boy, was also adopted into the same family. Soon after the were installed in their new home, the boy saw something improper in the conduct of his new mother, which he mentioned to the little girl, and it thereby came to the ears of the woman; she indignantly denied the story; her husband believed her statement, and she insisted that the boy should be whipped until he confessed the falsehood. The inan-poor weak bigot-impelled by a sense of religious duty, proceeded to the task assigned him, by procuring a bundle of rods, stripping the child naked, and suspending him by a cord to the rafters of the house, and whipping him at intervals for over two hours, till the blood ran through the floor, making a pool in the room below; stopping only to rest and interrogate the boy, and getting no other reply than “Pa, I told the truth–I cannot tell a lie;" the woman all this time urging him “ to do his duty." The poor little hero, at length released from his torture, threw his arms around the neck of his tormentor, kissed, and said, “Pa, I am so cold," and died. It appeared in the evidence upon the trial of this man and woman for murder, that the child did tell the truth, and suffered death by slow torture rather than tell a lie. The age of heroism and of martyrdom will not have passed till mothers cease to instil holy precepts into the minds of their offspring. The man and woman who murdered this angel child, are now in the penitentiary at Wanpun, to which they were sentenced for ten years.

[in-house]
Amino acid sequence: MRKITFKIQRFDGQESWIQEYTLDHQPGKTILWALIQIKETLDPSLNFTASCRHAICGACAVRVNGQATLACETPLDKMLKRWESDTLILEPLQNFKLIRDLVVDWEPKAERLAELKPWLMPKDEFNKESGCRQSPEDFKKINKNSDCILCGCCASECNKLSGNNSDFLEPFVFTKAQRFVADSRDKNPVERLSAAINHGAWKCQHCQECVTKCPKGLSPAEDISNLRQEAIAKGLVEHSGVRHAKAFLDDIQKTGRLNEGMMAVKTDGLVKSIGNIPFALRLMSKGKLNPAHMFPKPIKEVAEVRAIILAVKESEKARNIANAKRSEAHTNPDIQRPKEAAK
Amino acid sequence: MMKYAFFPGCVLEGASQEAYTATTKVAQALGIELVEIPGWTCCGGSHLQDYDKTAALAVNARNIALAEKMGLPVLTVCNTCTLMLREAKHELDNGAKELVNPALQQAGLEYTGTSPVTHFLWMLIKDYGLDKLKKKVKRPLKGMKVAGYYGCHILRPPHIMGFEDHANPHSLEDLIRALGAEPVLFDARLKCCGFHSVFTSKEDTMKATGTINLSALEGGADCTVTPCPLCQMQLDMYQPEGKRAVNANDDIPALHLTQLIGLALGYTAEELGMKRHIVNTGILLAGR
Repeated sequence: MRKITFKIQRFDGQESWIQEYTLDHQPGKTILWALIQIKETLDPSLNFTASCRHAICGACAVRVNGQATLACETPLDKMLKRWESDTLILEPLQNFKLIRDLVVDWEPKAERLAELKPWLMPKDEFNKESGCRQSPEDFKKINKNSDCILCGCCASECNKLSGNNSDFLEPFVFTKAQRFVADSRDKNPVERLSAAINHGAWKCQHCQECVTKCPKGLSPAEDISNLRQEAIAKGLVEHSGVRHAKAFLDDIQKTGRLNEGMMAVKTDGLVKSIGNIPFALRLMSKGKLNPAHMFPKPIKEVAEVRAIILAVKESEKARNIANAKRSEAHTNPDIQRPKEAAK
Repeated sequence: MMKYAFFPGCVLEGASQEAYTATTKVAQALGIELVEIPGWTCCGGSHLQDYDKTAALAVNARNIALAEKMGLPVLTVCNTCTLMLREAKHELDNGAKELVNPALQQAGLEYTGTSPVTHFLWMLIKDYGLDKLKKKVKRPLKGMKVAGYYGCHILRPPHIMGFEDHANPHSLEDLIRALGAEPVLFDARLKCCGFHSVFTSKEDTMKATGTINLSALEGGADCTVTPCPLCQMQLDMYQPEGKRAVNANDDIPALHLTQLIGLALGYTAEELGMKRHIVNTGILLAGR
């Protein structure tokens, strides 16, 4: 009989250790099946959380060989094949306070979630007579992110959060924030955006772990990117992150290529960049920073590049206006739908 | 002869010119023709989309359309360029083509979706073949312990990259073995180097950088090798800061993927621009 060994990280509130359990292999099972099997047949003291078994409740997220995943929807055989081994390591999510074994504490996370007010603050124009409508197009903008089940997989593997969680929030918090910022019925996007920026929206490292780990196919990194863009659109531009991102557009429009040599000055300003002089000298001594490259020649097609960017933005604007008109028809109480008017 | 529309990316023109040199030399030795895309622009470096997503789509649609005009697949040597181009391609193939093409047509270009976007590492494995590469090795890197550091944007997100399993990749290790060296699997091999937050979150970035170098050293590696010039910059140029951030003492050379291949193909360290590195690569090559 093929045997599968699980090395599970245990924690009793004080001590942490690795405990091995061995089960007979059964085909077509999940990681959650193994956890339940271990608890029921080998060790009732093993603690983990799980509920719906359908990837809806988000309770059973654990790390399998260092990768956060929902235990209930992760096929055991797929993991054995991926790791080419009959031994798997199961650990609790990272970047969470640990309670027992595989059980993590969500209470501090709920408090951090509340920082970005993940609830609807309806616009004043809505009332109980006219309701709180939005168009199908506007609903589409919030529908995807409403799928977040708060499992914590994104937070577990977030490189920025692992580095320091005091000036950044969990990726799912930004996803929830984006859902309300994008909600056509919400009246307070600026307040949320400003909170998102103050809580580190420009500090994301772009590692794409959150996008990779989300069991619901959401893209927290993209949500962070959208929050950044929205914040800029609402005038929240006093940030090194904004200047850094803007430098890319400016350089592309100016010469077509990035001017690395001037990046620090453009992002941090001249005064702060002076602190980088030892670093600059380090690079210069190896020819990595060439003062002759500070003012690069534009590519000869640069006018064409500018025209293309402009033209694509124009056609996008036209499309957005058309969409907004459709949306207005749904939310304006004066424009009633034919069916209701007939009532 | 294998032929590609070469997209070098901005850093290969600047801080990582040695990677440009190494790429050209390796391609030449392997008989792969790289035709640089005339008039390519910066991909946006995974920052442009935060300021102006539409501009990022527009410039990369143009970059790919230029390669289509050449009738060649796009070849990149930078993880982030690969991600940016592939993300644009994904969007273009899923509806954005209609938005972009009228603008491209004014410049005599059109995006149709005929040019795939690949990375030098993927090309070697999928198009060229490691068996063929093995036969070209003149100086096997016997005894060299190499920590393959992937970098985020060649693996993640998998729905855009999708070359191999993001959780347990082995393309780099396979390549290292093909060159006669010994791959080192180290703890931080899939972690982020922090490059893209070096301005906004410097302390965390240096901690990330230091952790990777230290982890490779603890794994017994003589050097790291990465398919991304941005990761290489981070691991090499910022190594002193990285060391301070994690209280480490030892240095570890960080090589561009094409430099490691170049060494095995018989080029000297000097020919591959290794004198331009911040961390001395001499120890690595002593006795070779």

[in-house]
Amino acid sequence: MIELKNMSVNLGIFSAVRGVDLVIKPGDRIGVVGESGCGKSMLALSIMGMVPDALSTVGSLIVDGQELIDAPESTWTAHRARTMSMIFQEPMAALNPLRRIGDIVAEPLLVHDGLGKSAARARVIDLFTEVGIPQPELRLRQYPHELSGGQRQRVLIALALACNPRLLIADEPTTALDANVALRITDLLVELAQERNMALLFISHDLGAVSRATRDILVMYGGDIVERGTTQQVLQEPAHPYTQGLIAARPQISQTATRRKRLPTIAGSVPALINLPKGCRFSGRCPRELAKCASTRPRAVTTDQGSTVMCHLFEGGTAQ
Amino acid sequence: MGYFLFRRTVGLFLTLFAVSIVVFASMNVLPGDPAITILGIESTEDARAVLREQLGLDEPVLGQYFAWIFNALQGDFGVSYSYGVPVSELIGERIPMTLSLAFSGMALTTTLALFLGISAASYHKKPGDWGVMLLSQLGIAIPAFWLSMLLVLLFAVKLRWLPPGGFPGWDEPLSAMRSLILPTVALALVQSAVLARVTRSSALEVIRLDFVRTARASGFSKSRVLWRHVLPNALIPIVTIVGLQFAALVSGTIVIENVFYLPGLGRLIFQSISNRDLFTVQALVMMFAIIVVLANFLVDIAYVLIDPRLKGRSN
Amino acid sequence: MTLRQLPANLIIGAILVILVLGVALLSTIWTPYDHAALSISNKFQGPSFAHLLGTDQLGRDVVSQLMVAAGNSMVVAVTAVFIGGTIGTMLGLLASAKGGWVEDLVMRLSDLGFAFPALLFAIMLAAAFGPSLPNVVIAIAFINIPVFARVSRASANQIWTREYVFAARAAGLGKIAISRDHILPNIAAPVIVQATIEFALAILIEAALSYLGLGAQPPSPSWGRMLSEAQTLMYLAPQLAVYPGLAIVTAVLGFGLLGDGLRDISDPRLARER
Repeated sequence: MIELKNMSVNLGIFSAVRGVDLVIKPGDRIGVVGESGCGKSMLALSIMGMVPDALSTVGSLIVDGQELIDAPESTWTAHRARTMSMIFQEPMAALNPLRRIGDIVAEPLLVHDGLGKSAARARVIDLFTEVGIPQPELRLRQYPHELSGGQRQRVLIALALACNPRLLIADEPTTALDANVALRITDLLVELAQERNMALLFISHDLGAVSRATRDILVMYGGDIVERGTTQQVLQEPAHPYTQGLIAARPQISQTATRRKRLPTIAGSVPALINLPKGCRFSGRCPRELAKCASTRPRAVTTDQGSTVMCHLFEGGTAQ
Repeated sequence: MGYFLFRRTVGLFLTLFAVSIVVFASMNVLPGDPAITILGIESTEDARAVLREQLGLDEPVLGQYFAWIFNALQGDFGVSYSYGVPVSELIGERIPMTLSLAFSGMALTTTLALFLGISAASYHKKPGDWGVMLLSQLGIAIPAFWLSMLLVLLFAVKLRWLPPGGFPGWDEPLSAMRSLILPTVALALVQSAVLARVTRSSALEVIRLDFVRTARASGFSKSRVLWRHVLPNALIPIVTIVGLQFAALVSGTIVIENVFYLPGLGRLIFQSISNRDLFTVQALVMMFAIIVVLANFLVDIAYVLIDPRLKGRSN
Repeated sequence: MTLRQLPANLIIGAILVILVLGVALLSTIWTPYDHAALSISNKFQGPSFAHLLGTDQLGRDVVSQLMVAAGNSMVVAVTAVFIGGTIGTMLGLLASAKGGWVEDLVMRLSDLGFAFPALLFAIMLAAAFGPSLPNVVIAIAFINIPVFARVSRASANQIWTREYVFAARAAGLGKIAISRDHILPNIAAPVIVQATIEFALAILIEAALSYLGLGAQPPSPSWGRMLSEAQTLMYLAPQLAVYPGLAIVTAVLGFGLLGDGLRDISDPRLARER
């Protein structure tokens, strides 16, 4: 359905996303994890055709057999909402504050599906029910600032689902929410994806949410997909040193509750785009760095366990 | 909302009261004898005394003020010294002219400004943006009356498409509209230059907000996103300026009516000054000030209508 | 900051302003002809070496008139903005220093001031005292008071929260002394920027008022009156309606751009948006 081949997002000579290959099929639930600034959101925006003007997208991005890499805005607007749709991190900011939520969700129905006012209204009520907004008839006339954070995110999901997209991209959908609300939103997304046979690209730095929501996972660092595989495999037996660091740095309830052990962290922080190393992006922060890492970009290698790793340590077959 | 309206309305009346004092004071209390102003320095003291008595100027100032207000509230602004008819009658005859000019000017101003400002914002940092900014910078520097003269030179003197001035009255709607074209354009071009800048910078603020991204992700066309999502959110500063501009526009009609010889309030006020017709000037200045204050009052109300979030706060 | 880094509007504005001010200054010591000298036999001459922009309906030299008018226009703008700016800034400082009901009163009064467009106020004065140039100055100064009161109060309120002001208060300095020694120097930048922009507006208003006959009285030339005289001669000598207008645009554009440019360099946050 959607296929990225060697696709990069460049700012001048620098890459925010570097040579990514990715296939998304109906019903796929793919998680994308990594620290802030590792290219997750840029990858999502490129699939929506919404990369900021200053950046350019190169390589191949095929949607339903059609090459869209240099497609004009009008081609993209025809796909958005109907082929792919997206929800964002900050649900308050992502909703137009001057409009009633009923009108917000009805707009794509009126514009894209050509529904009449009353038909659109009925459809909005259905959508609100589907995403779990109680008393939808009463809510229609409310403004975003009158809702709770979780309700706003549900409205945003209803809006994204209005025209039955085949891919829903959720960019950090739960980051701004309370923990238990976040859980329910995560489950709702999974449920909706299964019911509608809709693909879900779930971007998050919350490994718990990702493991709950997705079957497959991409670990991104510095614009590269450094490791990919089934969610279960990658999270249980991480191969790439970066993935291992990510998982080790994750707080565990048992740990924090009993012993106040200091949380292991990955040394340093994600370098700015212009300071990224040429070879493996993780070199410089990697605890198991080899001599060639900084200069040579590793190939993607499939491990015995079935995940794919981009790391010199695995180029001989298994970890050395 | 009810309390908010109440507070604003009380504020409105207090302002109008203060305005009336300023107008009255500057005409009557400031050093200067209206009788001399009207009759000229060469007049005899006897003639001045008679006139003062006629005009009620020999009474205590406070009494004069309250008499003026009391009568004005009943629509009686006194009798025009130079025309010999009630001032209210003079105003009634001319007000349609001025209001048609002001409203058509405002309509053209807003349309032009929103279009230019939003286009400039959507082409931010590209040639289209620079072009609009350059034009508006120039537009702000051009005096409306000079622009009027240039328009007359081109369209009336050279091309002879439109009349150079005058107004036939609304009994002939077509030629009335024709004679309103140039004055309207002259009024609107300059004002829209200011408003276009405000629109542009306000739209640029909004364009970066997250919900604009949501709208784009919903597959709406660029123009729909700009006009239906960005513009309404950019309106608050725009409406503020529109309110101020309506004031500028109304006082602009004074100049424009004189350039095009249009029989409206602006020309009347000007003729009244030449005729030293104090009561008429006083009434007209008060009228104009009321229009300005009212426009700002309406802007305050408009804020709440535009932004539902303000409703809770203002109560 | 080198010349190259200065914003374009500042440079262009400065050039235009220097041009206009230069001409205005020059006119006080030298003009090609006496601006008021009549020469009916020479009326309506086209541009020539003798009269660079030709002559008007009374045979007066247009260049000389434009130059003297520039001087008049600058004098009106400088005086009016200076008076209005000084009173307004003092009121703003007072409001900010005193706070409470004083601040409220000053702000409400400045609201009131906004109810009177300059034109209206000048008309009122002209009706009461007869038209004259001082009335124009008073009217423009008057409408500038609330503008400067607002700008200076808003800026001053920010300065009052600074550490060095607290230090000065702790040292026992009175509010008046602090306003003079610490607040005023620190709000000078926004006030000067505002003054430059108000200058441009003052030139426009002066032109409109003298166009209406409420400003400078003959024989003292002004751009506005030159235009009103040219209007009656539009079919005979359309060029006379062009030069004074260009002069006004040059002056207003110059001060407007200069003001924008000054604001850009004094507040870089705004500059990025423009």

OUR INQUIRY OFFICE. WE haye received in answer to the inquiry, “Why is Christ called The Branch'?” the following reply:

1. The sacred writings abound with figurative language, and, perhaps, none is so copious as that applied to the Redeemer. For instance, he is called a rock, a door, a way, a sun, a light, a shepherd, and a Branch. The term Branch is often employed to denote offspring or descendants. Thus in Job xviii. 16, where Bildad is speaking of the calamities that shall befall the wicked, we read, “ His branch shall be

cut off," meaning that his family shall become extinct. Again, in Isaiah, it says:

“ The branch of the terrible ones shall be brought low,” evidently implying, that the children of those who had held the rest of the people in subjection, should themselves be humbled. By reading from the fifth to the seventh verse of the eleventh chapter of Daniel, another proof of the correctness of this view may be obtained. The following passages will also throw further light upon the subject: Ezek. xix. 10, 14; Hosea xi. 6; xiv. 6. All that is intended in the passages quoted by W. D., therefore is, that Christ should be a descendant from Jesse, who was the father of David.